With two weeks to the return to school, parents and students with education anxieties are seeing "a lack of leadership" from the education minister and Government, Opposition parties have said.
Education Minister Norma Foley was urged to come before the Special Committee on Covid-19 Response to address unanswered questions and to explain how the calculated grades for the Leaving Cert would not turn into the same fiasco seen in British exam grades.
The Labour Party and Sinn Féin called for the publication of the underlying data setting out how calculated grades would be arrived at, including the algorithms involved and how disadvantaged schools would not be treated unfairly - as has been seen in England and Scotland.
Labour spokesperson for education Aodhán Ó Ríordáin said Minister Foley was now left with three options on a threatened descent into chaos and "whirlwind of upset" on publication of the Leaving Cert 'guesstimated' results.
"One is that she can delete the school profiling element and to produce grades without. If she were to do that, we would support her.
"Another option is to convince us that the system here is different to the UK. I wouldn't be sure that she can do that. Or thirdly, she can say that while what happens here is the same as the UK, that she has corrective measures ready to go."
Both Labour and Sinn Féin called for the calculation methodologies to be published, including any underlying algorithms.
"The same assurances that were given elsewhere have been given by the Minister," said Sinn Féin's spokesperson on education and skills, Donnchadh Ó Laoghaire.
"We're taking that on trust. But I see no reason why the method shouldn't be published and why we shouldn't have transparency, especially when there's so much concern.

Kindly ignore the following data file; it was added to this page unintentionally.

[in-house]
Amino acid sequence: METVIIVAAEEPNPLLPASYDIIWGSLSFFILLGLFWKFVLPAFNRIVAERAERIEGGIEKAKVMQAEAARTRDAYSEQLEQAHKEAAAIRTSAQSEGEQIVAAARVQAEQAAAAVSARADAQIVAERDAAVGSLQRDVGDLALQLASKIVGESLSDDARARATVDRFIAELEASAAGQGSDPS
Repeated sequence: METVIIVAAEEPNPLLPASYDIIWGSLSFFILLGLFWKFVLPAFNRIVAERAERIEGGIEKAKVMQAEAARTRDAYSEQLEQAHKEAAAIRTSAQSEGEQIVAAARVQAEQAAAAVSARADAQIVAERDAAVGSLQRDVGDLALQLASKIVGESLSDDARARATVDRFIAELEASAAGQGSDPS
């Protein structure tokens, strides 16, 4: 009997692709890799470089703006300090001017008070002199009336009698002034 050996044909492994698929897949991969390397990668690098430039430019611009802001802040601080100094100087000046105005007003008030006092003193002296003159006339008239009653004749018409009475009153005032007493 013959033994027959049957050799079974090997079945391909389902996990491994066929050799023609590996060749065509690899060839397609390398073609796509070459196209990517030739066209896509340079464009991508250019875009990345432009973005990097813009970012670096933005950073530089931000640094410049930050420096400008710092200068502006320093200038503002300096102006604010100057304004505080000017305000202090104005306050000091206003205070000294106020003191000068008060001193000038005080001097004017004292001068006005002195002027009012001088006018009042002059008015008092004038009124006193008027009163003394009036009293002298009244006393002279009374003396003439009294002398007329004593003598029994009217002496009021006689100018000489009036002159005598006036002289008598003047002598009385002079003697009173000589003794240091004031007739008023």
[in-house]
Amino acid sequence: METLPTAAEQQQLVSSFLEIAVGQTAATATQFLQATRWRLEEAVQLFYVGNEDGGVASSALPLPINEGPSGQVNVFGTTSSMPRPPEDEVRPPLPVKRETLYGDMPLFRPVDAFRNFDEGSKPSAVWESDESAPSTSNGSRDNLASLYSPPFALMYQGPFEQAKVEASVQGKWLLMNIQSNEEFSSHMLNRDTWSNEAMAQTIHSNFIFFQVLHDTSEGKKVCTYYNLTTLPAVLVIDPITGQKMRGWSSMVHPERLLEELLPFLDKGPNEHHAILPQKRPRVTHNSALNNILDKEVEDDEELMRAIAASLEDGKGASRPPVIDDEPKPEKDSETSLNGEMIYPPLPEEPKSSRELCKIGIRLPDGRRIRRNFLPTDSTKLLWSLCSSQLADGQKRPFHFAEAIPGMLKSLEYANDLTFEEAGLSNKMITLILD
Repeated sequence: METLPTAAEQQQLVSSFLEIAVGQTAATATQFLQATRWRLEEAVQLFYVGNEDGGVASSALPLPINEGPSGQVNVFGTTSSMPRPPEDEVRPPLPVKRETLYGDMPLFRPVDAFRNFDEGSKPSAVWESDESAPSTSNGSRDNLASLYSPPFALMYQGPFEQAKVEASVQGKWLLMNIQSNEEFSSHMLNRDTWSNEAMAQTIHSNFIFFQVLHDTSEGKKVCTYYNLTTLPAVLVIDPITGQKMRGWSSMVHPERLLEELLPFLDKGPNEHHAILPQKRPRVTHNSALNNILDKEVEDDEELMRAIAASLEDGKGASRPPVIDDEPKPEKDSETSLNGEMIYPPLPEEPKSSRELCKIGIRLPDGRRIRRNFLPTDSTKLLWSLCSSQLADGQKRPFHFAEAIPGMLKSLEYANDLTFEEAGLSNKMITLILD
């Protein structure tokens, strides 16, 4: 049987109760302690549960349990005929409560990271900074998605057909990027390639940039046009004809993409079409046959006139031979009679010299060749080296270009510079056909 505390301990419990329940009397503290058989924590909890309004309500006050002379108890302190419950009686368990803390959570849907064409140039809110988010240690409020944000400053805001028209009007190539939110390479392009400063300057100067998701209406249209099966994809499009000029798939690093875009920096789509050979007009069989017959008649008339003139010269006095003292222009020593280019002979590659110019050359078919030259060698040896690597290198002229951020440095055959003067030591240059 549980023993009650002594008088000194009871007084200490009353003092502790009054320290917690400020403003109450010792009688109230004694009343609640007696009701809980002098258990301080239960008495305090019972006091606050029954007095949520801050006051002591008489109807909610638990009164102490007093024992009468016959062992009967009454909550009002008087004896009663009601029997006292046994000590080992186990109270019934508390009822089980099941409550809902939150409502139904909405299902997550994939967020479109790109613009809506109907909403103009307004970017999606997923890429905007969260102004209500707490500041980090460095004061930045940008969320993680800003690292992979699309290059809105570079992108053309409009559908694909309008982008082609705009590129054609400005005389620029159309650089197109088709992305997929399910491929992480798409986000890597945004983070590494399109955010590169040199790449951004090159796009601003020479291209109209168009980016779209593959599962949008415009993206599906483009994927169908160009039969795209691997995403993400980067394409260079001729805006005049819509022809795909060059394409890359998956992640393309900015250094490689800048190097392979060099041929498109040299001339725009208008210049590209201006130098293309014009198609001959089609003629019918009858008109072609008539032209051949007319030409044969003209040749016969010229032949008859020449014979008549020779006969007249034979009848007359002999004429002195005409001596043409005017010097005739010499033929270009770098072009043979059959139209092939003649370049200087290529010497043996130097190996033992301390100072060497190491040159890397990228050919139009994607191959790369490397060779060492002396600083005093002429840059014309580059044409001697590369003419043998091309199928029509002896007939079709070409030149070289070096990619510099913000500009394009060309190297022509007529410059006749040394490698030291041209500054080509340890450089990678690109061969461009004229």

"Students deserve to know that there is transparency. There's no reason to keep people in the dark."
Mr Ó Ríordáin added: "You don't have a right to appeal your grade, which is important to recognise. You have a right to appeal the calculation, but not the grade.
"So we will have a situation on September 7 when chaos will ensue if people feel they have a college place in question. There is going to be a whirlwind of upset if this isn't sorted now, and it can be sorted now."
Mr Ó Laoghaire said publication of the means and basis of calculation would inform a discussion about what can happen next.
"We deserve to know why they have put so much confidence in it.
"I think there has been an absence of leadership right from the staff from the Department of Education.
"I do think it's unfortunate RTÉ and the media put in requests for interview and were told she wasn't available. I think that's regrettable."
On school transport, Mr Ó Laoghaire said people were very surprised that there was no talk of social distancing on buses.
"One of the biggest categories of people who are very concerned is parents of children who are at high risk, or parents themselves who are at high risk of contraction with school reopenings," he added.
"There seems to be very little planning. Guidance needs to be there for those students, and then and there needs to be a confidence for their parents."
Under the reopening roadmap, special education teachers will be "put from pillar to post" covering absences, breaks and remote learning, he warned.
"There aren't enough additional resources for remote learning or special education. The Minister needs to come forward and answer the questions, and they are numerous.
"She needs to be available. She needs to be showing leadership. There is an absence of leadership."